He was raised by his grandmother who was an Irish/Indian Medicine woman. It was a hardscrapple life, with little in the means of material possessions, but much in the way of love. At 10 he started working at the local graveyard to help provide for his family (his grandmother and two younger brothers). When he was 17 he lied about his age and joined the Marines headed to Vietnam.
Vietnam is something that defines my father in many ways. He was a patriotic man who believed that serving his country was the right thing to do. He spent much of his time in Nam as a Scout deep in the jungle sometimes 30 miles away from his companions. He carried an American flag with him through the jungle and sent any money he made back home to his grandmother so that she could take care of his brothers. The flag got sent home after he was shot for the first time as he believed he would not make it home alive.
At 19 my father cheated Death…when he had a grenade blow up in his face. I am not a historian, and I do not want to tarnish the details but I do know that it was a large battle and he was only 1 of 18 that survived. The grenade going off in his face took his left eye from him and left him with shapnal in his brain. He somehow managed to continue fighting and was later shot in the stomach as well. One of the things I remember most about this tale from my childhood is that he was not a spiritual young man and his prayer as he lost conciousness was “Please God let me live, I haven’t partied enough.”. Upon returning to the States my dad spent a great deal of time in the military hospital in Bethesda, M.D., it was a hard time to be a war Vet as 1970 was filled with people calling soldiers things like “baby killer” and the like. His time in Bethesda was long, with alot of reconstructive surgery and trying to find the right medical concoction to stop his seizures caused by the shapnal in his brain. His time in Maryland was also where he met my mom his first wife. They were both kids when they had me, my dad 20 and my mom 15. I know that seems absurd, but please note she was legally allowed to marry him at 14.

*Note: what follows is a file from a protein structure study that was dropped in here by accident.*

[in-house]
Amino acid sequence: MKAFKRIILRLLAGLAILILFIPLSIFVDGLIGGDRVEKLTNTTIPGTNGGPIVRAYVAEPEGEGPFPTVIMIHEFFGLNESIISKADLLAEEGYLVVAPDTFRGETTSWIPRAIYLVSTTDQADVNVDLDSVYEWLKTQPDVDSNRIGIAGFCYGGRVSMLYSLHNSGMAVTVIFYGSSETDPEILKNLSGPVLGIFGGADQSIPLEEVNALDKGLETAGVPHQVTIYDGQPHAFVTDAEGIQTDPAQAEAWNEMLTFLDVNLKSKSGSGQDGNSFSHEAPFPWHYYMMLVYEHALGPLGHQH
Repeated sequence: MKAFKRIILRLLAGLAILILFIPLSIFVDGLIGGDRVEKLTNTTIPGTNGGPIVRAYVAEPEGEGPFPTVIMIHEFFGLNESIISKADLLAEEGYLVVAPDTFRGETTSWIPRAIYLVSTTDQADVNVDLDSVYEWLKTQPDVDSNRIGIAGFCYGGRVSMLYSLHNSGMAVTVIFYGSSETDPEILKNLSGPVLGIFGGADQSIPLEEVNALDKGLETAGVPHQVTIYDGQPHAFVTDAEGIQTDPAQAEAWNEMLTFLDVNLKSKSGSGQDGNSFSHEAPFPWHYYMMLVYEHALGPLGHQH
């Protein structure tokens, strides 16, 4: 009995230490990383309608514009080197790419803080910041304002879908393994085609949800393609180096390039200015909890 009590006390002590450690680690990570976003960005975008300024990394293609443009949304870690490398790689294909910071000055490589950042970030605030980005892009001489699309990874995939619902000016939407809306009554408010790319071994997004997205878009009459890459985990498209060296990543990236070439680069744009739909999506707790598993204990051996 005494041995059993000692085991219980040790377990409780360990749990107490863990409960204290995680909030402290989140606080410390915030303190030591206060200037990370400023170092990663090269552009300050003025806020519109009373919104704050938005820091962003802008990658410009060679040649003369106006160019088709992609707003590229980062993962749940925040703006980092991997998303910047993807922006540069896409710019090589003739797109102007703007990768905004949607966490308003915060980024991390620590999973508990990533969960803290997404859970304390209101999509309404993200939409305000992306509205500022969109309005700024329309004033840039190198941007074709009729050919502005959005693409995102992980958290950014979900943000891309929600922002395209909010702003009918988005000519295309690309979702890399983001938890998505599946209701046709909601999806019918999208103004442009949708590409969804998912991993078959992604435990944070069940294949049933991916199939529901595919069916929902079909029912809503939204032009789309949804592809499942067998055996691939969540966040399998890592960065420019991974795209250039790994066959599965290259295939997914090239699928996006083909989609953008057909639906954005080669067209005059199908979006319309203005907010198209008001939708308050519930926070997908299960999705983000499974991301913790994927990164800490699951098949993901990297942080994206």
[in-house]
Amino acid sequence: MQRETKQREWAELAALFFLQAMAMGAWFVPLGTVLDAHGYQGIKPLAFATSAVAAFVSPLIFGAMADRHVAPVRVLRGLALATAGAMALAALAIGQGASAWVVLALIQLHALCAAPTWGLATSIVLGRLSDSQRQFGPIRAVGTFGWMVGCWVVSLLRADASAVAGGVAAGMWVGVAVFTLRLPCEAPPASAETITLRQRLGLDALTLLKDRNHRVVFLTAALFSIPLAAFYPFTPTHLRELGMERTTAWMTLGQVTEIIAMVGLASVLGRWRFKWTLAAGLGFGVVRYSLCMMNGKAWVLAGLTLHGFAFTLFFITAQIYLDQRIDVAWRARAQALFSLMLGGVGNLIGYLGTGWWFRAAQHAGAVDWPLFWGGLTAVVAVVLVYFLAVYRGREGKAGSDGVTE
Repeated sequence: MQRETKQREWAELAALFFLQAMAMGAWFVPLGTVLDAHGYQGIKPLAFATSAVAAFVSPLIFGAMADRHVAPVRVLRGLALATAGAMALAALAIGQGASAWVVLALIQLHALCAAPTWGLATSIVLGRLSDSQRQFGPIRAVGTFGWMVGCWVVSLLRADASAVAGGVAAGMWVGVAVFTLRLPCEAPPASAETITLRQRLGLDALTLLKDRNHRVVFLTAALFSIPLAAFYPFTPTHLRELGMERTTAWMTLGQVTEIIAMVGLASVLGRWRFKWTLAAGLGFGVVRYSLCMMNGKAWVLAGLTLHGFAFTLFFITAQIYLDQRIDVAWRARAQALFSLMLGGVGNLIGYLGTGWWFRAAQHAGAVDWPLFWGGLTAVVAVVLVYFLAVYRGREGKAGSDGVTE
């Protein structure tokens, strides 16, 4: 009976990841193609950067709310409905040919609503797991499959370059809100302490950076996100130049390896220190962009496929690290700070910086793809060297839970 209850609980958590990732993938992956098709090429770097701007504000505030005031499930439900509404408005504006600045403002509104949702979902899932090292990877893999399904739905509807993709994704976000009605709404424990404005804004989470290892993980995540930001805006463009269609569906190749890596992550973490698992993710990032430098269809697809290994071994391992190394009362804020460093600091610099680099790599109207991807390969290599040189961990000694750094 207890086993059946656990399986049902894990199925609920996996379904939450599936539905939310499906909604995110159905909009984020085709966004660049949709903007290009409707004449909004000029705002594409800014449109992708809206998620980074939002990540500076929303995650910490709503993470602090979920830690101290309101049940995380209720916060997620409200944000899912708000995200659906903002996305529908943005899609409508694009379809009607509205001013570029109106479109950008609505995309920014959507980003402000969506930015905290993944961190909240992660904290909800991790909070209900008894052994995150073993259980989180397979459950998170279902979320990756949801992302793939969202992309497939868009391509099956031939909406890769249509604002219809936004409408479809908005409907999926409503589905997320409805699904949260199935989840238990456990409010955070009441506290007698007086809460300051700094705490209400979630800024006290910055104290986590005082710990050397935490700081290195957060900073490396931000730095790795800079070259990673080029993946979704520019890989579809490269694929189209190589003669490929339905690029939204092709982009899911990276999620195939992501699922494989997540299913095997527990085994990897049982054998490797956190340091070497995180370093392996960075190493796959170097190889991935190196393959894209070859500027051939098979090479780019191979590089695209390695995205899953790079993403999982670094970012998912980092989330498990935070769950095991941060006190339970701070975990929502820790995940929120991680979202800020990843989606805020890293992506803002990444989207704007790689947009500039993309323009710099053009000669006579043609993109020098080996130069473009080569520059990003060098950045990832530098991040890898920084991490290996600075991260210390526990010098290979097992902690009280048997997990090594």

My dad always remained Patriotic, however upon returning to the North Country of N.H. and starting a family he set out to live life to the fullest and he lost his glossed over view of what Patriotism meant. A couple of years ago, I ran into a man who knew my dad. He told me that my father after returning from Vietnam went up to the local high school and talked to the boys who were a few year younger then himself. He went in with his glass eye and he told them what war was really like. He told them not only of his physical wounding, but how hard it was on a spiritual level. In the 80’s when the erected the Vietnam Memorial, my father was mad. He was mad that it had taken so long. He was mad that it all seemed so glossy and perfect when in reality all those Veterans of Vietnam had not only suffered deep wounding by the deeds and actions of war, but also by the way they were treated upon return. Wounded not only by the everyday people, but by the government itself.
My father struggled with Alcholism. He used alcohol to have a good time. He used Alcohol to cover up the hurt that lay deep inside of him. He was a charasmatic man that many people loved, but he was also a man of deep wounds. That wounding, and the behaviors that came from it left him out of control at times and his love of the ladies didn’t help. My mother was the love of his life, and he lost her after 15 years of marriage when she could take it no longer. I think that was one of the most devistating moments of his life, that and his grandmothers death 3 years before. When my parents got divorced my mother remarried and moved to Vermont, my father remarried and moved to California. I have nothing good to say about my fathers second wife. I did not speak to my father for 13 years, beleiving that he had turned his back on his children and didn’t care a damn about us. In reality my fathers second wife had withheld his mail from